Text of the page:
DX Release Date:
I'm not sure why I didn't cover cover this until the "Games of October 2019" series as seen here. The grand-daddy of the Game Boy Zelda games and the recipient of an unfortunate-looking Nintendo Switch remake, the issues that surround this game have been previously explored. To make things a bit more cohesive, I've rewritten the page with some new features...like a "DX" version of the post itself.
With Nintendo re-releasing the classic The Legend of Zelda: Link's Awakening on the Switch under the same name but with forced-perspective 3D and Funko Pop-like characters, I figured it was time to dive into the classic Game Boy game again (using The Legend of Zelda: Link's Awakening DX, the updated Game Boy Color re-release from 1998), and as a novelty, decided not to use any guides whatsoever, only raw trial-and-error and the knowledge from having played through the game a few times, mostly recently as of around December 2016.
What I liked about The Legend of Zelda: Link's Awakening is you aren't exactly told the story in the first half of the game, and every dungeon item you get opens up a new part of the map. In the first dungeon, you get the Roc's Feather (allowing you to jump over small pits), then the Power Bracelet (allowing rocks to be moved), then the Pegasus Boots (allowing you to jump over bigger pits), then Zora's Flippers (allowing you to swim). The last four dungeon items have little use outside their respective dungeons, however, and the story is backloaded into the last half (spoiler alert: it's just a world manifested from a dream). Link's Awakening also has a small surprise at the end if you go the whole game without dying once, but the game compensates for being gentler in terms of hearts taken away. A permanent sword powerup that will send enemies flying across the screen can be acquired about a third into the game, drowning won't count against you, bomb explosions will never harm you, and most enemies only take half a heart, even toward the end of the game. You won't have the Shovel to dig up hearts in the overworld if you trade it for the Boomerang (which is often lethal instead of just stunning like other games) but even so, it's not bad. The DX version even has a "photo booth" feature where you could activate a sidequest for a small purple mouse to take funny pictures of Link across the game, which don't exactly much up with the artstyle presented in the beginning or the art for the game. Despite this, it is often used by stupid people in online arguments to prove that Link's Awakening was never "serious".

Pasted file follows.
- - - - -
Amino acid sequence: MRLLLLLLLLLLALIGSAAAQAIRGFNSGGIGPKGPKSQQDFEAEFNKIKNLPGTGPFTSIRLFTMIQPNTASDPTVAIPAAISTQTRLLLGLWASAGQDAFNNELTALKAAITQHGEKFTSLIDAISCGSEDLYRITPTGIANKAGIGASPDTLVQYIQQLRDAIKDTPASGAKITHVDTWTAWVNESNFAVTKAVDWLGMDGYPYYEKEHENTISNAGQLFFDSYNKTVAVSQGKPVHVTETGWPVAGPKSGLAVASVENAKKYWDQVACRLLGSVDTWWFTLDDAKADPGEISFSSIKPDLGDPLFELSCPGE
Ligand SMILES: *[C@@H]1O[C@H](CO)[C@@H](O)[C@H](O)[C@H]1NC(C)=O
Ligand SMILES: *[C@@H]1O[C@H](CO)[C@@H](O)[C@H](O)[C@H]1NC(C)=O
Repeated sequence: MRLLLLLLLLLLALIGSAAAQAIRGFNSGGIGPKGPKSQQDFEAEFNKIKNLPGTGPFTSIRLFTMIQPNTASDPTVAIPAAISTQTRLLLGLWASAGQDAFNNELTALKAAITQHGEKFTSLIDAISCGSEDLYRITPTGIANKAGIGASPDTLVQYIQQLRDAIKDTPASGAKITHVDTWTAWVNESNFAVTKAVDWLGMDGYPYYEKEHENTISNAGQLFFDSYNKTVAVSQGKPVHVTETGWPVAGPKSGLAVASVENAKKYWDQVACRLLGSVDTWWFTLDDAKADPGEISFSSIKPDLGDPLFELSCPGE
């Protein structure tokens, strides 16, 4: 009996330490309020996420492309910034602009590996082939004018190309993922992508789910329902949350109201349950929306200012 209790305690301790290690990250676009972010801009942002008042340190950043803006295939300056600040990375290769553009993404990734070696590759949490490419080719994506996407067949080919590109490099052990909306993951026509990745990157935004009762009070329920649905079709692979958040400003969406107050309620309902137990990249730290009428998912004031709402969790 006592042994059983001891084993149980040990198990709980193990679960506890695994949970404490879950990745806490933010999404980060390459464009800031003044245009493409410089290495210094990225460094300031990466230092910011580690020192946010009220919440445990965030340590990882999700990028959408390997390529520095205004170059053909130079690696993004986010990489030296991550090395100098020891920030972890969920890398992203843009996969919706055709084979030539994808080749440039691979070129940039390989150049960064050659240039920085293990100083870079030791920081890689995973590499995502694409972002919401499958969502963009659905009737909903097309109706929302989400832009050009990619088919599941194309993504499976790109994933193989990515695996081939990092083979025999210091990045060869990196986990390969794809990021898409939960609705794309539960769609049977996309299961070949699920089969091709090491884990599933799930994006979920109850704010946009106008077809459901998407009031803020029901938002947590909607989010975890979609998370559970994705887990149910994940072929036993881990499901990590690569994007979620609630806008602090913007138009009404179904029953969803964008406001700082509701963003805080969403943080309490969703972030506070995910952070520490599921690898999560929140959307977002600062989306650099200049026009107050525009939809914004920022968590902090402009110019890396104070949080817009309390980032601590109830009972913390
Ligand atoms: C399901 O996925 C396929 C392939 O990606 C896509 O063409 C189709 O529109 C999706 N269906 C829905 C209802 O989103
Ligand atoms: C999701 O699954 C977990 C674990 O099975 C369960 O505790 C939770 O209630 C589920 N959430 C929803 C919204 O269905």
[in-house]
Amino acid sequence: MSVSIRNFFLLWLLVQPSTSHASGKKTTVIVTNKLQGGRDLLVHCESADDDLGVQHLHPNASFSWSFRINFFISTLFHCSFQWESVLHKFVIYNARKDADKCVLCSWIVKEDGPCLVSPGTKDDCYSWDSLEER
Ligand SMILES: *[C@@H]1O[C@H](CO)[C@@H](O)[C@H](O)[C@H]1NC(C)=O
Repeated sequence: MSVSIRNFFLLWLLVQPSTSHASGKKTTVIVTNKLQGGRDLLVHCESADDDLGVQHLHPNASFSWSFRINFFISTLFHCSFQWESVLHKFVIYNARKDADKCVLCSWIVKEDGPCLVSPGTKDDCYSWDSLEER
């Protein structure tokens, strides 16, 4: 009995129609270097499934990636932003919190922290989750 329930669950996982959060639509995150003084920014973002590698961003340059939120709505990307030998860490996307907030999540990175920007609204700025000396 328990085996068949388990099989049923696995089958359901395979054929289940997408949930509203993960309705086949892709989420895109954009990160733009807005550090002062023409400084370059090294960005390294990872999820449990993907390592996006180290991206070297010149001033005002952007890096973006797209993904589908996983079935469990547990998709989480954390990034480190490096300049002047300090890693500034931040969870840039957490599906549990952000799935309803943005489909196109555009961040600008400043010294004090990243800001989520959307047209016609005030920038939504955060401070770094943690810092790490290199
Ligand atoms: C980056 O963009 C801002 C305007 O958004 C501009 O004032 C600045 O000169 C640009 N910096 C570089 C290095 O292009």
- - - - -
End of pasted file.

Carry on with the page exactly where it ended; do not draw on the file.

If I had to play the game I'd just name myself THIEF from the get-go, which you'll be called if you steal from the shop, as it's required for the complete photo album (there are also four permanently missable photographs, which are, without spoilers):
- The first thing to do is after you talk to Richard but before raiding the castle and opening the gate, stand in front of the gate.
- At some point Marin will follow you. There are three points with photographs you only get at this point:
-- Go the very bottom left of the map.
-- Jump into the well in Koholint Village.
-- Stand in front of the weathercock in Koholint Village.
Besides, the game isn't well-programmed and having a name less than five characters will just have extra spaces ("Well, Link , you finally snapped out of it"), something I never noticed because I was always "Linky" on my games to distinguish it from my brother's save file.
There are a few other things to note: on emulators (later runs), I used an "uncensored" patch and v1.1 when playing on an emulator. Notably, this reverts the mermaid's necklace into a bra and breasts and a towel for the hippo, as was the cases for the original Japanese version, but it's such a small change that I'm not bothered by it.
The Color Dungeon is such a game-breaker and I wish there was a better integration to the game. If you win you'll lose your green tunic permanently for a red tunic, which looks cool but overpowers you to ridiculous standards (your sword knocks enemies to the other side of the screen), or the blue tunic which due to color palette means Link becomes an albino. In the links below is a scan of the "DX Changes" that was included in later runs of the Player's Guide as a separate page (the blurriness was always there), and yes, I apologize for mine being in such bad shape. The guide makes no hints on the Color Dungeon, though there isn't too much to worry about...though the "make all the red blue" statues are a little frustrating. Luckily there's the modern Internet, and StrategyWiki is the least obnoxious and most to-the-point.